Gonadosomatic index, frequency of gonadal appearance and spawning season

Specimens of Butis koilomatodon (903 males and 411 females) were monthly collected at six sampling sites with the largest sample size in Hoa Binh (315 individuals) and the lowest one in Cu Lao Dung (112 individuals, Table 2; raw data can find in Raw data_Butis koilomatodon file-supplementary). In most of cases, Table 2 shows that the number of males was always higher than females with a sex ratio of 2.20:1.00.

Table 2 Number of Butis koilomatodon collected from six studied sites

GSI did not have a normal distribution (Shapiro-Wilk Test, NJ = 0.87, p < 0.01). GSI values varied between gender and season (Mann-Whitney U, Zgender = 27.04, Zseason = 6.17, p < 0.01). The variation of gonadosomatic index (GSI) shows that values in the wet season (June–December) were higher than the dry season (January–May) for both genders in six study regions (Fig. 4). The alteration of GSI was also recorded amongst six sampling sites (Kruskal-Wallis H, χ2 = 40.72, p < 0.01).

Fig. 4
figure 4

Monthly variation of gonadosomatic index of male and female Butis koilomatodon in Duyen Hai – Tra Vinh (a), Cu Lao Dung – Soc Trang (b), Tran De – Soc Trang (c), Hoa Binh – Bac Lieu (d), Dong Hai – Bac Lieu (e) and Dam Doi – Ca Mau (f)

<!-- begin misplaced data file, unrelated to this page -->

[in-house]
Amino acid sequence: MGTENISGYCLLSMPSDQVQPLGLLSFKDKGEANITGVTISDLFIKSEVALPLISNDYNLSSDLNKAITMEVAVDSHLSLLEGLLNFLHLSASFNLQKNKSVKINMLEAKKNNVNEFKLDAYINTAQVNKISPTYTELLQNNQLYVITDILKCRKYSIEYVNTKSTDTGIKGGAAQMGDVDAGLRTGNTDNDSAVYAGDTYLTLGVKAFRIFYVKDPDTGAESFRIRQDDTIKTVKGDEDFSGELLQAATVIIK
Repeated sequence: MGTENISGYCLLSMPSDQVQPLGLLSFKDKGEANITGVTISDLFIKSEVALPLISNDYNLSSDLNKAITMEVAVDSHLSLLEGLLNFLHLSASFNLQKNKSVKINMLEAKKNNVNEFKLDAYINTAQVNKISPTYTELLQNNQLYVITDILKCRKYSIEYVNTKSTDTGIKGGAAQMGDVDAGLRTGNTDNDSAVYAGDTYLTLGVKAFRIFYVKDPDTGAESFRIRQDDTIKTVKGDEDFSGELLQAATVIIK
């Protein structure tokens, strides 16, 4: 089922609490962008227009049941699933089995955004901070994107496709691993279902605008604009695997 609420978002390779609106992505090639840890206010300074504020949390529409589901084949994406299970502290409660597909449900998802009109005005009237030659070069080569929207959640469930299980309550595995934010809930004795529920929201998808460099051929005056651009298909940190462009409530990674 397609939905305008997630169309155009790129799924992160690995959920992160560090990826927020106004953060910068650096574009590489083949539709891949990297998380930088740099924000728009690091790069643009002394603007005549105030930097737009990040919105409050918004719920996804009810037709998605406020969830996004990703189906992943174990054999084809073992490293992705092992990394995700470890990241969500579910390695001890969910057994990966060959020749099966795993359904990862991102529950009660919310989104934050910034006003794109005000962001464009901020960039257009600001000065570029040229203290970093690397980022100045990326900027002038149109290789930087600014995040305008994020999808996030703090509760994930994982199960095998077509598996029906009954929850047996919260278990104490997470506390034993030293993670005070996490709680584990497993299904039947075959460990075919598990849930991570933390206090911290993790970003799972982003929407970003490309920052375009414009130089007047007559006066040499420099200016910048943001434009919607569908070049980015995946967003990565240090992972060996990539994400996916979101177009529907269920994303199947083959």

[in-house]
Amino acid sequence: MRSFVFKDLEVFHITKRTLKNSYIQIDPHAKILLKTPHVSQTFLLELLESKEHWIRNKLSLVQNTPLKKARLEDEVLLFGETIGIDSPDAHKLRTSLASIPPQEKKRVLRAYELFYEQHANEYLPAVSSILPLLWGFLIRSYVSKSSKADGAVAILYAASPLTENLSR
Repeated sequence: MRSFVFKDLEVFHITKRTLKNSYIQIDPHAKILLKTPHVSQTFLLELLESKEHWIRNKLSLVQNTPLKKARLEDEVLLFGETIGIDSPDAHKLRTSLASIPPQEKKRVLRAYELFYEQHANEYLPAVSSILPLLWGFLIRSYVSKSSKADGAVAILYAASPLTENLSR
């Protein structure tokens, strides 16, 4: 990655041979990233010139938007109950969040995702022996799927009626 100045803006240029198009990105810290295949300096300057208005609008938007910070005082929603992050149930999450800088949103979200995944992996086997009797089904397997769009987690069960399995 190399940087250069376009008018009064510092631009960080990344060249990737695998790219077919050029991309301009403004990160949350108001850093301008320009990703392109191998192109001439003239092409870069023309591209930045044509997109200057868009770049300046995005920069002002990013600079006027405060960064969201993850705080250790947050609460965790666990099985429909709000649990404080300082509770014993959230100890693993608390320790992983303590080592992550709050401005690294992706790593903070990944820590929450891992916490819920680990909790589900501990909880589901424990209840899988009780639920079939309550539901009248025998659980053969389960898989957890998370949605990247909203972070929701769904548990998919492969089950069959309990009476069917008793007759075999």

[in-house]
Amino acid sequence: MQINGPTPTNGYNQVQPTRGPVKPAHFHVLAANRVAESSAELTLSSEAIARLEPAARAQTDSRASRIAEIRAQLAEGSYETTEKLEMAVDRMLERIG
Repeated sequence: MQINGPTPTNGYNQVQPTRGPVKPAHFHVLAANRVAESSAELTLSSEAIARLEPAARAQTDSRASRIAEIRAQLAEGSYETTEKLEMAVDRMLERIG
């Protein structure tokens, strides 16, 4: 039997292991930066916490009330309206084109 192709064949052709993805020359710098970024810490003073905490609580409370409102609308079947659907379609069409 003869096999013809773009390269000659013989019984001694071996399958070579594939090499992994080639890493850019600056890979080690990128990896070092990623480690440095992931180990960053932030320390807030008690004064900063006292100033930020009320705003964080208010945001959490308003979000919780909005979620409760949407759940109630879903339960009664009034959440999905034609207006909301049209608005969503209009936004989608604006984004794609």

Concerning sampling sites, the high GSI of males and females were recorded in Hoa Binh (1.07 ± 0.03 and 4.75 ± 0.25, respectively) (Kruskal-Wallis H, χ2male = 141.58, χ2female = 17.85, p < 0.01). There were significant differences between female and male GSI values at each of six sampling sites (Mann-Whitney U, p < 0.01 in all cases). Similar outcomes were found in GSI values of male and female monthly (Kruskal-Wallis H, χ2male = 147.19, χ2female = 29.74, p < 0.01). Specifically, GSI of females reached the highest mean values in August 2019 in Tran De (8.36 ± 1.7); in September 2019 in Hoa Binh (8.1 ± 0.51); in December 2019 in Dong Hai (8.57 ± 2.63); and in October in Dam Doi (7.01 ± 0.78). It was apparent that the highest female GSI fell into the wet season. The same trend was found in males’ GSI values, which peaked mostly in the wet season from August to November. For instance, male GSI reached the highest mean values in August 2019 in Duyen Hai (1.2 ± 0.21); in September 2019 in Tran De (1.2 ± 0.06); in October 2019 in Hoa Binh (1.38 ± 0.13); in November 2019 in Dong Hai (1.18 ± 0.11); and in October in Dam Doi (1.18 ± 0.06) Furthermore, mature males and females (stage IV) appeared almost every month (Figs. 5 and 6). Hence, it suggests that Butis koilomatodon spawned monthly in six habitats but mainly during the wet season.